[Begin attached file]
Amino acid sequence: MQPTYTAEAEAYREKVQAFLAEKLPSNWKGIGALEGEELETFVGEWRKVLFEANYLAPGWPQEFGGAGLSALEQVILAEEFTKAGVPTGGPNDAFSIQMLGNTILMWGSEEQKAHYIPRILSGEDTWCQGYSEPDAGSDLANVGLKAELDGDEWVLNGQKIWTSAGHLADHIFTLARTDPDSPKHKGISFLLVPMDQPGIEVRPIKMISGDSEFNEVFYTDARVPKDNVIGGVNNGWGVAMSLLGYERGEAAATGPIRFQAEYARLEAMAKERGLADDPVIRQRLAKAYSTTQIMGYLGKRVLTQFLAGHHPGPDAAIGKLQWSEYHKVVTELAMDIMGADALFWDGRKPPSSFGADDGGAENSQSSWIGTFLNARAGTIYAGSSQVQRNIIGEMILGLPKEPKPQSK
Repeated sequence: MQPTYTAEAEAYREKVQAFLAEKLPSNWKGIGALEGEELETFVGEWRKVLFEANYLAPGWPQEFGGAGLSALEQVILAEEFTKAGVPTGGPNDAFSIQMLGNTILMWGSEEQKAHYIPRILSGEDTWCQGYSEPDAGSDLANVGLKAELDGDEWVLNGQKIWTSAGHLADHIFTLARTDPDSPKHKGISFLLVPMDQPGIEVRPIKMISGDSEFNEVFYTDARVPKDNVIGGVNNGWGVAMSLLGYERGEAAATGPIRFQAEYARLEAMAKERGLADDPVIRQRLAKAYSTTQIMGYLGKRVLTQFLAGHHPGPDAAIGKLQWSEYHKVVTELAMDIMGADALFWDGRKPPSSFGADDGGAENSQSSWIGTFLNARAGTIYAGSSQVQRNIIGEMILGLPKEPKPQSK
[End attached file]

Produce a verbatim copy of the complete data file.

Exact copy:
Amino acid sequence: MQPTYTAEAEAYREKVQAFLAEKLPSNWKGIGALEGEELETFVGEWRKVLFEANYLAPGWPQEFGGAGLSALEQVILAEEFTKAGVPTGGPNDAFSIQMLGNTILMWGSEEQKAHYIPRILSGEDTWCQGYSEPDAGSDLANVGLKAELDGDEWVLNGQKIWTSAGHLADHIFTLARTDPDSPKHKGISFLLVPMDQPGIEVRPIKMISGDSEFNEVFYTDARVPKDNVIGGVNNGWGVAMSLLGYERGEAAATGPIRFQAEYARLEAMAKERGLADDPVIRQRLAKAYSTTQIMGYLGKRVLTQFLAGHHPGPDAAIGKLQWSEYHKVVTELAMDIMGADALFWDGRKPPSSFGADDGGAENSQSSWIGTFLNARAGTIYAGSSQVQRNIIGEMILGLPKEPKPQSK
Repeated sequence: MQPTYTAEAEAYREKVQAFLAEKLPSNWKGIGALEGEELETFVGEWRKVLFEANYLAPGWPQEFGGAGLSALEQVILAEEFTKAGVPTGGPNDAFSIQMLGNTILMWGSEEQKAHYIPRILSGEDTWCQGYSEPDAGSDLANVGLKAELDGDEWVLNGQKIWTSAGHLADHIFTLARTDPDSPKHKGISFLLVPMDQPGIEVRPIKMISGDSEFNEVFYTDARVPKDNVIGGVNNGWGVAMSLLGYERGEAAATGPIRFQAEYARLEAMAKERGLADDPVIRQRLAKAYSTTQIMGYLGKRVLTQFLAGHHPGPDAAIGKLQWSEYHKVVTELAMDIMGADALFWDGRKPPSSFGADDGGAENSQSSWIGTFLNARAGTIYAGSSQVQRNIIGEMILGLPKEPKPQSK